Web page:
Brazil’s right-wing president-elect Jair Bolsonaro better not get too carried away with comparisons of him to the US president.
“There’s only one Donald Trump,” White House spokeswoman Sarah Sanders dead-panned Monday, pouring cold water on claims — both from supporters and opponents — that Brazil has produced its very own tropical Trump.
Despite this, there were signs of a budding Trump-Bolsonaro friendship after the former paratrooper’s election on Sunday.
Washington has avoided any comment on Bolsonaro’s long history of making comments seen as sexist, homophobic and racist, as well as openly praising torture and military rule under Brazil’s 1964-1985 dictatorship.
Instead, Trump was quick off the mark with a phone call to congratulate Bolsonaro on Sunday.
Later, Trump tweeted about the “excellent call,” saying “we agreed that Brazil and the United States will work closely together on Trade, Military and everything else!” Meanwhile, Bolsonaro is likely to tap army generals and an ultra-free-market economist for key roles in his cabinet.The former army captain styles himself as an outsider — even though he has spent a long career in Congress — and has mostly sought prospective ministers with little political experience.
Bolsonaro, 63, wants to slash the number of ministries from 29 to 15, and has vowed to end the practice of using cabinet appointments as bargaining chips to build a coalition with other parties — long a basic rule of the political game in Brazil.
“He wants to reinvent the way the country is governed by ending the ‘presidency by coalition.’ It will be his biggest challenge,” said Marcos Coimbra, a political strategist at Mackenzie Presbyterian University in Brasilia.
The cabinet will have “four or five generals,” according to the head of Bolsonaro’s Social Liberal Party, Gustavo Bebianno.
That is likely to be controversial in a country still scarred by a brutal military dictatorship that lasted from 1964 to 1985.
“By promising to name generals to his government, he is trying to create an image of order, but a lot of the likely picks have zero political experience. That will make it hard to negotiate with Congress,” said Geraldo Monteiro, a political scientist at Rio de Janeiro State University.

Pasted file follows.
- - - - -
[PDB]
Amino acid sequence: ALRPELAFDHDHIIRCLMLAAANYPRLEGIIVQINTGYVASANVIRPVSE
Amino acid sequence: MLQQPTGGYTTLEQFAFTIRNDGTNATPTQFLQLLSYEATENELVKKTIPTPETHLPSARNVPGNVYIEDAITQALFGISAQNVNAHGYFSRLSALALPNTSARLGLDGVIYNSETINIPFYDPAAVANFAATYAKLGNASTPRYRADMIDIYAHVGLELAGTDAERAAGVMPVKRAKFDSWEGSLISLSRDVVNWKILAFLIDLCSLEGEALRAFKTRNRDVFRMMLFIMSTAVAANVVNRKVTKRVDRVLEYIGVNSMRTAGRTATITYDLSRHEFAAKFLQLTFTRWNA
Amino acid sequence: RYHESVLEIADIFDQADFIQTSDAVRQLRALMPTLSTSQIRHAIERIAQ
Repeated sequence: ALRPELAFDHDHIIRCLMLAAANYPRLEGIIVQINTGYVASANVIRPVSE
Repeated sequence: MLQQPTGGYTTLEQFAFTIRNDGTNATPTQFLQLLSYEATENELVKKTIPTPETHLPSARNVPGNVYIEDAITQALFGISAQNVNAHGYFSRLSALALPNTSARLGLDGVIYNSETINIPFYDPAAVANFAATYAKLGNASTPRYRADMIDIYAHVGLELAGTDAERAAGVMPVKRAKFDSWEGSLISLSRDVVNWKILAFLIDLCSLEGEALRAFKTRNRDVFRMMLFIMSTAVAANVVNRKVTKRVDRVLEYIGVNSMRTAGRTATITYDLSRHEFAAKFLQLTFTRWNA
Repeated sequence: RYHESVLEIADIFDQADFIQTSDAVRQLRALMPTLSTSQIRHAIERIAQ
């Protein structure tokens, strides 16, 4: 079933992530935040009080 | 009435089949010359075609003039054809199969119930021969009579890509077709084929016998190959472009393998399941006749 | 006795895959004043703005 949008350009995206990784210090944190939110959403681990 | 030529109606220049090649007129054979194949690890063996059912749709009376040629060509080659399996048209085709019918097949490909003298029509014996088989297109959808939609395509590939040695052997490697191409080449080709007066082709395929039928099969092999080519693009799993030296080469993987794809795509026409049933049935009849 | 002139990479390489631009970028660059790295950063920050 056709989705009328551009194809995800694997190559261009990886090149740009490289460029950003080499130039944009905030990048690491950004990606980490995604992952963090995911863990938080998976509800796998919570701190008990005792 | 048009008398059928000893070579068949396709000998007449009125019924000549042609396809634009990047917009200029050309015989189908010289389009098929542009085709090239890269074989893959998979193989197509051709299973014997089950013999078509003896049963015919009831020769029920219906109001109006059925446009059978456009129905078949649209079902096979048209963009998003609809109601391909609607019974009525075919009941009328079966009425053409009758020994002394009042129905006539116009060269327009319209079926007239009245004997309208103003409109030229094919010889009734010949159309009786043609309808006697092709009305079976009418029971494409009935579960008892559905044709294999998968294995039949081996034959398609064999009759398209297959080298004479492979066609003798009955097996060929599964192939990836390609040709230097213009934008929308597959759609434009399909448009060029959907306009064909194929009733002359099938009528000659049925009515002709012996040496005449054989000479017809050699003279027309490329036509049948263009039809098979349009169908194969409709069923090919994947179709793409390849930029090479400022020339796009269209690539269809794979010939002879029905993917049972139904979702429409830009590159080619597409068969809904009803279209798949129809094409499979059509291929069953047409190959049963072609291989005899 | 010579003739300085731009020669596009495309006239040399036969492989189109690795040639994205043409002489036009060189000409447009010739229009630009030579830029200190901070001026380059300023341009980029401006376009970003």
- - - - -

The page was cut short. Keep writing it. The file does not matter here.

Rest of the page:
Here is a look at some of the likely picks to run Latin America’s largest country and the world’s eighth-largest economy when Bolsonaro takes office on January 1.
Bolsonaro’s economic guru is Paulo Guedes, a liberal economist trained at the University of Chicago — long the high cathedral of free-market economics.He has been a popular pick with the business sector, ensuring that the markets welcomed Bolsonaro’s march to the presidency with a surge.
Bolsonaro himself has confessed he understands “nothing” about economics, and says he will name Guedes, 69, to head a “super-ministry” bringing together the current ministries of finance, trade and planning, plus the secretariat for public investment.
A debt hawk, Guedes held a press conference immediately after Bolsonaro’s victory during which he vowed to overhaul Brazil’s economic model, reform the bloated pension system and privatize state enterprises.
The one experienced political operative in the lineup is Onyx Lorenzoni, tipped to be named chief of staff — responsible for navigating the lion’s den of politics in Brasilia.
“He has extensive experience in Congress, he knows how it operates,” said Coimbra.
Lorenzoni, 64, is a veteran lawmaker — first in the state legislature of Rio Grande do Sul, then in the lower house of Congress — and was a chief strategist on Bolsonaro’s campaign.
Bolsonaro is a gushing admirer of Augusto Heleno Ribeiro, his military academy instructor in the 1970s and probable defense minister.
The general, 71, was the first commander of Brazil’s United Nations peacekeeping mission in Haiti, launched in 2004.
Bolsonaro wanted him to be his runningmate, but Heleno’s PRP party rejected the overture — so the candidate instead gave the vice presidential nod to another general, Hamilton Mourao.
Bolsonaro said in an interview last year that Heleno could have “any post he wants” in his government, and that he would have loved to be a minister in a Heleno presidency.
Another general, Oswaldo Ferreira, 64, is tipped for transport minister.
The former head of the army’s department of engineering and construction, he would be responsible for infrastructure and its environmental impact under Bolsonaro.
In a recent interview, he said that in his road-building days in the 1970s, “there was no prosecutor’s office or Ibama (the environmental agency) to bust everyone’s balls.” Marcos Pontes is a national hero in Brazil: the fighter pilot and astronaut, 55, was the first Brazilian in outer space.
In 2006, he spent a week aboard the International Space Station, ferried there by a Russian Soyuz rocket.
An avid Bolsonaro backer, he has been floated for the post of science minister.